What these primarily call for, at least in the first instance, is an easily accessible web-based data-base of information on materials and human resources that participating institutions can draw on. This could grow to include electronic discussion groups that are moderated and focused; an electronic bulletin board where questions can be posed etc.
A long-term benefit of the collaborative effort could be greater specialization and the development of centres of excellence around particular types of media training in SADC.
There is a danger in trying to build a cyber-community where a physical community does not exist: hence the need for those who are part of this collaborative effort to exist as a real community of people.
The Windhoek meeting, organized by a national training institution that perceived a need for, and a tangible value to, collaborating with partners in the region; coupled with the findings of the SADC Media Training Needs Assessment, have provided the impetus for such a community. Highway Africa provides a meeting ground; an opportunity and moment to be seized.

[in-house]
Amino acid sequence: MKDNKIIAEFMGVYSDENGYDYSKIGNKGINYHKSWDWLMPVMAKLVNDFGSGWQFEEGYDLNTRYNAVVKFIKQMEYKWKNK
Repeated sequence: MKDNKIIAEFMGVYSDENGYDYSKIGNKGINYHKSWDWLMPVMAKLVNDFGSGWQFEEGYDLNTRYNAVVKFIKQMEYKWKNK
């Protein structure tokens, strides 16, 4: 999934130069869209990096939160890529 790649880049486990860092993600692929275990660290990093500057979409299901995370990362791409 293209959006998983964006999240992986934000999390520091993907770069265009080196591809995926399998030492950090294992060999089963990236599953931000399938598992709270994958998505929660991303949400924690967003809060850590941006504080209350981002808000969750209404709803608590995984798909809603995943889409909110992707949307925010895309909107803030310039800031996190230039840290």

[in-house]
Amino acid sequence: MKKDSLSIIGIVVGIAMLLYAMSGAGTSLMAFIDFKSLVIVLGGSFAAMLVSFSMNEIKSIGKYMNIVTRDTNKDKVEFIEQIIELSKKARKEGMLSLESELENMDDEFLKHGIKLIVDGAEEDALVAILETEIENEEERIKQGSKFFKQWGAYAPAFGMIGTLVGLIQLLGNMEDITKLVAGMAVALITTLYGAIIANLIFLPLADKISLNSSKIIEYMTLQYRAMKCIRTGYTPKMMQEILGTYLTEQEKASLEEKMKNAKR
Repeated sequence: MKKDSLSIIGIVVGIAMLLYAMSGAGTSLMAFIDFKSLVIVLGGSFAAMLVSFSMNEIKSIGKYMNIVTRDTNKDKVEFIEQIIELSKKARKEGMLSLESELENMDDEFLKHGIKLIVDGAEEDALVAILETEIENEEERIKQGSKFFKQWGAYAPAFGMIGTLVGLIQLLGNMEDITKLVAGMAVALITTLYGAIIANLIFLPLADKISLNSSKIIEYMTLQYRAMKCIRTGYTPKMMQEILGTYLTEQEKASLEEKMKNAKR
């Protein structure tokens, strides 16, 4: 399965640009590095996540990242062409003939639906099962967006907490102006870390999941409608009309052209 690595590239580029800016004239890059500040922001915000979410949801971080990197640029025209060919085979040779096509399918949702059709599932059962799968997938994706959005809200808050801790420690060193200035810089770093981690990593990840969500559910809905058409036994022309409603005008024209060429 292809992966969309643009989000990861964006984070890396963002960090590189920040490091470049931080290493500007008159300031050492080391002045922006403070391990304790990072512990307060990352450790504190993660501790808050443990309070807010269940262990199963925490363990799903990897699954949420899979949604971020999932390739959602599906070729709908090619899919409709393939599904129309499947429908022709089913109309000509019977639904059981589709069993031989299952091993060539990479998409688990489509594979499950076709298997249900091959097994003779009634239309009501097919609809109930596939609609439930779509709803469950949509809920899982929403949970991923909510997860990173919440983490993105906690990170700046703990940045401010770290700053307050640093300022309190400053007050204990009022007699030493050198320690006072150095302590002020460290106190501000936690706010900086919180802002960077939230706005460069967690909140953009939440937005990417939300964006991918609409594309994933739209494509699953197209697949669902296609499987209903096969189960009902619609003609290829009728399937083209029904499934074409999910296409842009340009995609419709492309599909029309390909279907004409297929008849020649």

The following is suggested: to improve the quality of work of media practitioners through collaboration between media trainers.
It is further proposed that this vision be underpinned by a number of values to which participating institutions must subscribe including:
q Freedom of expression.
q Media freedom - pluralism, diversity, tolerance
q The importance of a probing, critical media with the highest ethical and professional standards to democracy and to safeguarding human rights.
q The right of all citizens, including in urban and rural areas, to access information.
q The importance both of media entrepreneurs and community media.
q The importance of a public service system (as well as commercial
q Commitment to the development of media policy / legislation
q Tertiary institutions.
q In service trainers- NGOs
q Community media.
q In house training departments of media institutions